Nothing was said about her being placed on administrative leave in June 2013, nor her hasty retirement from the IRS in September. Nor was anything said about her Contempt of Congress citation in May 2014, following her Fifth Amendment pleading.
Nothing was said about the “BOLO” list — the “Be On the Look Out” list — of conservative groups to be targeted for special scrutiny, referencing such words as “Tea Party, “Patriots,” and “9/12 Project” to draw attention to, and delay of, applications from these groups for tax exempt status.
Nothing was said about the highly intrusive questions the IRS demanded of conservative groups, some of which were impossible to answer, and others of which were highly offensive. Documentation demands included “any contracts or training material” the groups might have exchanged with the Koch foundations, what books its members were reading, what they had posted on social networking websites, names of donors and how much contributed, and whether or not they were considering running for public office.
The Coalition for Life of Iowa, for example, was asked to “explain how all of your activities, including the prayer meetings outside of Planned Parenthood offices, are considered educational.… Please explain in detail the activities at these prayer meetings.… Please provide the percentage of time your group spends on prayer groups as compared with other activities of [your] organization.”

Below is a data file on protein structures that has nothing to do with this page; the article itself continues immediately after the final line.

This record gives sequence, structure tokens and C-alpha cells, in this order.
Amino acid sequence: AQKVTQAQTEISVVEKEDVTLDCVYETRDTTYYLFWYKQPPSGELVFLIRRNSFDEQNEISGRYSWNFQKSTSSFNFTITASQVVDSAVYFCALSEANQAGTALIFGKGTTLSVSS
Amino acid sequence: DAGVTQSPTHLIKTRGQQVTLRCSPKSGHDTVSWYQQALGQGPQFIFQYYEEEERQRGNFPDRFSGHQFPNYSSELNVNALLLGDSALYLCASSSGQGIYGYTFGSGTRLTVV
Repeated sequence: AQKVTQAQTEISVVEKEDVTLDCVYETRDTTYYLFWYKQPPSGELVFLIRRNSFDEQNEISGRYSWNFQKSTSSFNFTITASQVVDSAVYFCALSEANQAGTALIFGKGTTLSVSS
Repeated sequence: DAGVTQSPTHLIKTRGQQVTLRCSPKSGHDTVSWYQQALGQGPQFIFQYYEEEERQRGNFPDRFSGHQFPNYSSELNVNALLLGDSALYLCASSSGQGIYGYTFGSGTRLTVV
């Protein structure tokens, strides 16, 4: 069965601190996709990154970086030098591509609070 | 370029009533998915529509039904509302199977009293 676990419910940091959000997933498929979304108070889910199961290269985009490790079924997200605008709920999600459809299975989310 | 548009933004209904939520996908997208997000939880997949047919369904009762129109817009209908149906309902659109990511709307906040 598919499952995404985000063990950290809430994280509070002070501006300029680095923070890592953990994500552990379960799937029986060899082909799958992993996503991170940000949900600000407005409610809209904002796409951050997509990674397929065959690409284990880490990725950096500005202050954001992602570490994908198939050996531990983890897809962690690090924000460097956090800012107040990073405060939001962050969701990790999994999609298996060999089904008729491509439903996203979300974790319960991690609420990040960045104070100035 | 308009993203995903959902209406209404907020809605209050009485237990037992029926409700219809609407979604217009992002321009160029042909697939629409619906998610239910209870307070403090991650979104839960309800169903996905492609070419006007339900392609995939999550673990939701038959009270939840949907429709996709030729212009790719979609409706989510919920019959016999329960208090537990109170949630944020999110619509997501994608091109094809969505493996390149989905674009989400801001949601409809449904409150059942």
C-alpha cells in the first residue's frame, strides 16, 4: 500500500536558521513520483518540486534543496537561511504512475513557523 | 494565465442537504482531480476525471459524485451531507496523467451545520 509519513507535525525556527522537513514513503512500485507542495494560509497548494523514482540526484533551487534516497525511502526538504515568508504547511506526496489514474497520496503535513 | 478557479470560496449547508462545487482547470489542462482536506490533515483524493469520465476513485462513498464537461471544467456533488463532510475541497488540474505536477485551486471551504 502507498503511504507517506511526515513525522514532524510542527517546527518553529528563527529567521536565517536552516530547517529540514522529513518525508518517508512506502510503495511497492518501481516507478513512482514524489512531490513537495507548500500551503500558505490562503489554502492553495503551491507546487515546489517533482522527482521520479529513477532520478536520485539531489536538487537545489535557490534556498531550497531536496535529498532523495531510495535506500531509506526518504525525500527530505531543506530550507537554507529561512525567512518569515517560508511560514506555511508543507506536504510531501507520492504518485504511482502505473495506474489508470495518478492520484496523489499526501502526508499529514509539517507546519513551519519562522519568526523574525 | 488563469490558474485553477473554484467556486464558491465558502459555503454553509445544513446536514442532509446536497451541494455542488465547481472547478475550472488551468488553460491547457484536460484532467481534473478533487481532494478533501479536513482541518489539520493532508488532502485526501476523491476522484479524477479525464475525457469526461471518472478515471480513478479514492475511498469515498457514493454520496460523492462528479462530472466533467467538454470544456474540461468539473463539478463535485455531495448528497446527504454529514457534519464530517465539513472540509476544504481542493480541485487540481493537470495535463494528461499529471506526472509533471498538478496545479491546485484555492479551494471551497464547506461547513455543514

Nothing was said by Kadzik about the report from the inspector general released in May 2013, which concluded:
The IRS used inappropriate criteria that identified for review Tea Party and other organizations applying for tax-exempt status based upon their names or policy positions instead of indications of potential political campaign intervention.
Ineffective management: 1) allowed inappropriate criteria to be developed and stay in place for more than 18 months, 2) resulted in substantial delays in processing certain applications, and 3) allowed unnecessary information requests to be issued.
Nor was anything said about the arrogance of IRS employees, their defiance of their supervisors, and their insensitivity to the impropriety of their behaviors uncovered by the inspector general.
Questions abound. When Speaker of the House John Boehner learned of the IG’s report, he said: “My question isn’t about who’s going to resign. My question is who’s going to jail over this scandal?” Senator Claire McCaskill (D-Mo.) said: “We should not only fire the head of the IRS … but we’ve got to go down the line and find every single person who had anything to do with this and make sure that they are removed from the IRS and the word goes out that this is unacceptable.”
Only a few answers have trickled in. Aside from Lerner’s retirement, Steven Miller, acting commissioner of the IRS, resigned in May 2013, while Joseph Grant, commissioner of the Tax Exempt and Government Entities Division, retired in June 2013. No one has been fired, and now, thanks to the extensive whitewash by the Justice Department, no one will be charged with criminal misconduct.
Other questions remain, such as how well does the system designed by the Founders to pit one interest group against another — the system of checks and balances — work when each competing branch of government has been taken over by groups and interests that are inimical to freedom?
It’s safe to say that, based upon Kadzik’s letter, future targeting of dissident groups can now be engaged in without concern about or worry over sanctions, discipline, or jail time. The Department of Justice has now, with its letter, given carte blanche to any government agency, including the IRS, to “go after” any group perceived to threaten the establishment, without fear of reprisal. They’ve been given a green light.